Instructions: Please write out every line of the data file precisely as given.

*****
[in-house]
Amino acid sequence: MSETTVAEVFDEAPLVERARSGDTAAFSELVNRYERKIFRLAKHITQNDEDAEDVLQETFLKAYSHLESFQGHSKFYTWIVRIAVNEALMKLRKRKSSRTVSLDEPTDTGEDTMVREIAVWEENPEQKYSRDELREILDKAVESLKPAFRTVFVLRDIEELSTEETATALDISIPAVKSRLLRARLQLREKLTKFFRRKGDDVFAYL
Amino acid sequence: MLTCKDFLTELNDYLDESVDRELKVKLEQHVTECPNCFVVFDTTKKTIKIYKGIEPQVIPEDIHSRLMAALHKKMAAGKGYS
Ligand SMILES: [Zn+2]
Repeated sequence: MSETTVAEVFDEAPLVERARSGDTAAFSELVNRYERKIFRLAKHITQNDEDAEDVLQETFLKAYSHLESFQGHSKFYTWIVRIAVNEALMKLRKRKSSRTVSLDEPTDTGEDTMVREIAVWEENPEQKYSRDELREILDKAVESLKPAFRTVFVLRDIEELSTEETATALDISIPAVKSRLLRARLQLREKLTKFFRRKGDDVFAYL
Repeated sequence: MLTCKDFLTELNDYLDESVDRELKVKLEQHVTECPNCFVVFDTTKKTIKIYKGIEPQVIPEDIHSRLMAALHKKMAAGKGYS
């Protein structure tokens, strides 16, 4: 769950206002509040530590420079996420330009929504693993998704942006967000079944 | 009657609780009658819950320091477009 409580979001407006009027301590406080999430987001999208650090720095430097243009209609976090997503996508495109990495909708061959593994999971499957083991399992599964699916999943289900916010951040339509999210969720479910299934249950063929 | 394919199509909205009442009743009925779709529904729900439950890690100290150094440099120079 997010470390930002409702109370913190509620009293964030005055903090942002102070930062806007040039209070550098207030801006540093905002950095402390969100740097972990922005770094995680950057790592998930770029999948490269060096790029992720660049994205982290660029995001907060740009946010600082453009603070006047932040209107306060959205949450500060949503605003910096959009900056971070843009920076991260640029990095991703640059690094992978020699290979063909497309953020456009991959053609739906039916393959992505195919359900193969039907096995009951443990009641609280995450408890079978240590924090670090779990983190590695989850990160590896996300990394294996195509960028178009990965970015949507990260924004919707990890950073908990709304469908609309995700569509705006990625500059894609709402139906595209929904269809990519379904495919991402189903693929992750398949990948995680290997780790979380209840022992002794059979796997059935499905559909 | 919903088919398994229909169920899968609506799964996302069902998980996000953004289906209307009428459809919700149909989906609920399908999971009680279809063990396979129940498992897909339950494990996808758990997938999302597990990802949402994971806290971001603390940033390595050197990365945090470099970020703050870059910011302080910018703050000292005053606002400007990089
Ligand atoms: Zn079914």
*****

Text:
[in-house]
Amino acid sequence: MSETTVAEVFDEAPLVERARSGDTAAFSELVNRYERKIFRLAKHITQNDEDAEDVLQETFLKAYSHLESFQGHSKFYTWIVRIAVNEALMKLRKRKSSRTVSLDEPTDTGEDTMVREIAVWEENPEQKYSRDELREILDKAVESLKPAFRTVFVLRDIEELSTEETATALDISIPAVKSRLLRARLQLREKLTKFFRRKGDDVFAYL
Amino acid sequence: MLTCKDFLTELNDYLDESVDRELKVKLEQHVTECPNCFVVFDTTKKTIKIYKGIEPQVIPEDIHSRLMAALHKKMAAGKGYS
Ligand SMILES: [Zn+2]
Repeated sequence: MSETTVAEVFDEAPLVERARSGDTAAFSELVNRYERKIFRLAKHITQNDEDAEDVLQETFLKAYSHLESFQGHSKFYTWIVRIAVNEALMKLRKRKSSRTVSLDEPTDTGEDTMVREIAVWEENPEQKYSRDELREILDKAVESLKPAFRTVFVLRDIEELSTEETATALDISIPAVKSRLLRARLQLREKLTKFFRRKGDDVFAYL
Repeated sequence: MLTCKDFLTELNDYLDESVDRELKVKLEQHVTECPNCFVVFDTTKKTIKIYKGIEPQVIPEDIHSRLMAALHKKMAAGKGYS
């Protein structure tokens, strides 16, 4: 769950206002509040530590420079996420330009929504693993998704942006967000079944 | 009657609780009658819950320091477009 409580979001407006009027301590406080999430987001999208650090720095430097243009209609976090997503996508495109990495909708061959593994999971499957083991399992599964699916999943289900916010951040339509999210969720479910299934249950063929 | 394919199509909205009442009743009925779709529904729900439950890690100290150094440099120079 997010470390930002409702109370913190509620009293964030005055903090942002102070930062806007040039209070550098207030801006540093905002950095402390969100740097972990922005770094995680950057790592998930770029999948490269060096790029992720660049994205982290660029995001907060740009946010600082453009603070006047932040209107306060959205949450500060949503605003910096959009900056971070843009920076991260640029990095991703640059690094992978020699290979063909497309953020456009991959053609739906039916393959992505195919359900193969039907096995009951443990009641609280995450408890079978240590924090670090779990983190590695989850990160590896996300990394294996195509960028178009990965970015949507990260924004919707990890950073908990709304469908609309995700569509705006990625500059894609709402139906595209929904269809990519379904495919991402189903693929992750398949990948995680290997780790979380209840022992002794059979796997059935499905559909 | 919903088919398994229909169920899968609506799964996302069902998980996000953004289906209307009428459809919700149909989906609920399908999971009680279809063990396979129940498992897909339950494990996808758990997938999302597990990802949402994971806290971001603390940033390595050197990365945090470099970020703050870059910011302080910018703050000292005053606002400007990089
Ligand atoms: Zn079914």